Sunil Jose has a wealth of experience in turning around the India units of multinational technology companies. In a career spanning 20 years, he has held leadership roles in Oracle, Sybase and IBM.
Five months ago, Jose came on board data warehousing company Teradata Corp as Managing Director for India. He has already carved out a strategy to further make inroads into India’s burgeoning market.
“We are pushing ourselves to new segments such as government, utilities, retail and so on…In addition, we are investing in the ecosystem, partners and systems integrators,” Jose said. In a free-wheeling chat with BusinessLine, Jose shares his vision for Teradata India. Edited excerpts:
What motivated you to join a company like Teradata?
I have worked at large and mid-size organisations at various intervals. Oracle was a fantastic company which had a lot going for it. On the other hand, Teradata is a different ballgame. It’s close to the $3-billion-revenue mark, ideally positioning it for the next phase of growth. What Teradata has done in the last 12 months shows that the company is on the right track. We acquired some assets in the marketing applications and cloud arena at a time when the data warehousing space was exploding. Five years back, data warehousing was just a boardroom concept. I guess that was the kind of list that I was looking for.
Though it’s only been five months, could you articulate the changes you are trying to drive at Teradata since coming on board?
I would prefer to talk about what we are doing to enhance the market place. Traditionally, we have been very strong in financial services, manufacturing and telecommunications. Rapid adoption of new technologies happens in these three segments because of their deep involvement with customers.
On the other hand, retail, healthcare, e-commerce and IT/ITeS are all looking at the next trajectory of growth. So, the focus is to consolidate and enrich our position in the traditionally strong segments, while pushing ourselves to explore new arenas in which we are investing time, energy and people. We also wish to heighten our exposure around the entire ecosystem of partners and system integrators.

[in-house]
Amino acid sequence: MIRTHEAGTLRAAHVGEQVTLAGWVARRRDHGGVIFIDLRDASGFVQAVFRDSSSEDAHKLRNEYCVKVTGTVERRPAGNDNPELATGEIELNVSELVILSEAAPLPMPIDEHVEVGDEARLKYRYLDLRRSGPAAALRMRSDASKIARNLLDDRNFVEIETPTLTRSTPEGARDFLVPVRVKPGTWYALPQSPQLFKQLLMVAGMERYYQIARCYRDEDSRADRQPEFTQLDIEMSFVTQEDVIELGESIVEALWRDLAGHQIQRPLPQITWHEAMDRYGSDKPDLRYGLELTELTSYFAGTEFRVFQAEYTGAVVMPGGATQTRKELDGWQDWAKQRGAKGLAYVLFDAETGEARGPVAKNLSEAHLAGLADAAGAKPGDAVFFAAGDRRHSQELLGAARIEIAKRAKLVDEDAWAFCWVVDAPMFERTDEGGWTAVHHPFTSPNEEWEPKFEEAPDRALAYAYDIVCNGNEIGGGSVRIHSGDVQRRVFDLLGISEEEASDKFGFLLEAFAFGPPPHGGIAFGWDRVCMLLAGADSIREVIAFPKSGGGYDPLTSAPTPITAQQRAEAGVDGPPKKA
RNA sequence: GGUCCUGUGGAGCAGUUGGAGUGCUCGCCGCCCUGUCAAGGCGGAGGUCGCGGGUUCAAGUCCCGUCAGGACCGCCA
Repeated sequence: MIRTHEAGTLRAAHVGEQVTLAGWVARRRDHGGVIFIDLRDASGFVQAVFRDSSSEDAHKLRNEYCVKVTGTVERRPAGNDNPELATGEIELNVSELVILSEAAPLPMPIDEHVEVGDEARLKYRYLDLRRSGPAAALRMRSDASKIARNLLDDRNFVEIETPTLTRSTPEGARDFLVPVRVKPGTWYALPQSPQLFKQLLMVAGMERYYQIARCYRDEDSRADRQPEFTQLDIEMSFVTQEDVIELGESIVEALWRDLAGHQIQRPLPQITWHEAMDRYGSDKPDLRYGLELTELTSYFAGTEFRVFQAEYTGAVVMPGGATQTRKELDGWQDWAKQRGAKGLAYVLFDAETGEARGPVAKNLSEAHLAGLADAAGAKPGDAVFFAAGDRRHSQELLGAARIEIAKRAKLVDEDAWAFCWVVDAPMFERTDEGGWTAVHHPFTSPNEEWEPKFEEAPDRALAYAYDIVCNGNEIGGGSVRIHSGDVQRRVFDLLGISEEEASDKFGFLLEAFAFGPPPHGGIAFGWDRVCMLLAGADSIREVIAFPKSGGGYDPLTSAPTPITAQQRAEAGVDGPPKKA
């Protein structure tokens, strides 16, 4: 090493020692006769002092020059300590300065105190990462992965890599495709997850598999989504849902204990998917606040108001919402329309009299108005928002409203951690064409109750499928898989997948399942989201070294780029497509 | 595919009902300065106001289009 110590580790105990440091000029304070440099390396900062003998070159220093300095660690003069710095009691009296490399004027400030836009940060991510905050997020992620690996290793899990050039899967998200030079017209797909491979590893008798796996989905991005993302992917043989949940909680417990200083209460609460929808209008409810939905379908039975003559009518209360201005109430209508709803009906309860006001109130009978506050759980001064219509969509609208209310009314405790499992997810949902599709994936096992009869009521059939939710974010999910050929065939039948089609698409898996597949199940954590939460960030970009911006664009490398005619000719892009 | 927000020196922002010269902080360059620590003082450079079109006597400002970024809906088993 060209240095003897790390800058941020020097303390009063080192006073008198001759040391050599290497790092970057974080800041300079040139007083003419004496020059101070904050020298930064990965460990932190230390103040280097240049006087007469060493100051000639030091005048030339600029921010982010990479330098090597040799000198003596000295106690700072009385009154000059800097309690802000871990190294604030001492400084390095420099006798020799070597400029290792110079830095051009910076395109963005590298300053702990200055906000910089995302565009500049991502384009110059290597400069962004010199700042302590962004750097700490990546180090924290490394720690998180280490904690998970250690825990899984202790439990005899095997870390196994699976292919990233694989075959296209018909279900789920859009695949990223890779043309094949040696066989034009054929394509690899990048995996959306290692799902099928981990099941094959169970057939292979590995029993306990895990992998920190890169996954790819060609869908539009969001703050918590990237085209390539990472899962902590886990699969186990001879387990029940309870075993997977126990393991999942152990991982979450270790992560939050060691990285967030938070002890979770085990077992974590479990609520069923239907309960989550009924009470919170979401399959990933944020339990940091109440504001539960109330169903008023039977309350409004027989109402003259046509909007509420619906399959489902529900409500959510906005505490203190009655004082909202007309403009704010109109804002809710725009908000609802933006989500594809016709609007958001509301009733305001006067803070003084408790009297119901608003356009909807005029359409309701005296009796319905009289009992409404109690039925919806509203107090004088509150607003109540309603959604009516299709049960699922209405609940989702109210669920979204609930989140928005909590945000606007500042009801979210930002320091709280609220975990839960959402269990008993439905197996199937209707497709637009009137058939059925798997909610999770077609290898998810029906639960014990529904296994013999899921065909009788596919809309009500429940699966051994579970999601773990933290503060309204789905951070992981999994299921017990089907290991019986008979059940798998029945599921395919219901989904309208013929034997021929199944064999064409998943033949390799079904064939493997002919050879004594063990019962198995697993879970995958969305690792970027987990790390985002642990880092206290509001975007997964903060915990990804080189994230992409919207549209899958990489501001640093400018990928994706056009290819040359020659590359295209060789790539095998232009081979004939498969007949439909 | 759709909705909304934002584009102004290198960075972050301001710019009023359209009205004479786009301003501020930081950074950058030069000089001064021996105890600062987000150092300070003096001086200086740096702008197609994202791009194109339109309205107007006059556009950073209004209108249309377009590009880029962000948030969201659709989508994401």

What is the hiring outlook like for the company in India?
In India, we have about 1,600 people and that’s a number which is growing. I could probably give you an indication by saying that we are adding a lot more of real estate. In the time that I have been at Teradata, we have added at least 300 more seats. So, hiring will definitely happen. I don’t think there will be a conservative approach to the whole thing.
It’s been over 130 days since the new government took office at the Centre. Are you seeing an improvement in the business climate?
Definitely, the optimism is there. However, 130 days is too short a duration to say that there is a lot of business on the street and that people are just going to pick it up. However, every market indicator points to the pent up demand for investments. Companies are now looking at new projects. A year ago, most of the discussions were centred about keeping the lights on. How well can we optimise? Where can we save money for new projects? Today, the discussion has shifted to what benefit will accrue if we do new projects. I don’t think companies are looking to cut corners any more.
How much of traction is there for Teradata in the e-governance space? Several state-run data centres now wish to move to the cloud, though they were not built for the cloud in the first place…
Anything to do with data centres, aggregation and so on would be of interest to Teradata. Is the government looking to move to the cloud? The answer is yes and no. The establishment may not be keen to build massive data centres like before, but they would want to hold on to some of their assets. They’ll probably go in for a hybrid model which is where the entire concept of Big Data comes into the picture. The good part is that the new government is trying to fast-track some of these initiatives.
Does Teradata India also pursue opportunities in other South Asian countries such as Sri Lanka, Bangladesh, Myanmar and Nepal?
We are working on opportunities in Sri Lanka and Myanmar. As opportunities arise, we will engage in these countries. Many of these markets are at the cusp of opening up. However, we do not have a direct presence there.
How bullish is Teradata’s top management on the India unit? Going forward, will the parent make significant commitments to Teradata India?
Teradata is looking at India from a growth trajectory point of view. There is a huge interest in what we need to get done. Discussions at the senior level centre on how we can take the India unit to the next level. Let’s not forget that Teradata has a strong workforce here in India. It would be a shame if we do not have significant exposure to this market. I don’t think any company can be successful here by solely looking at India as a sourcing destination. That’s definitely not what we are here for.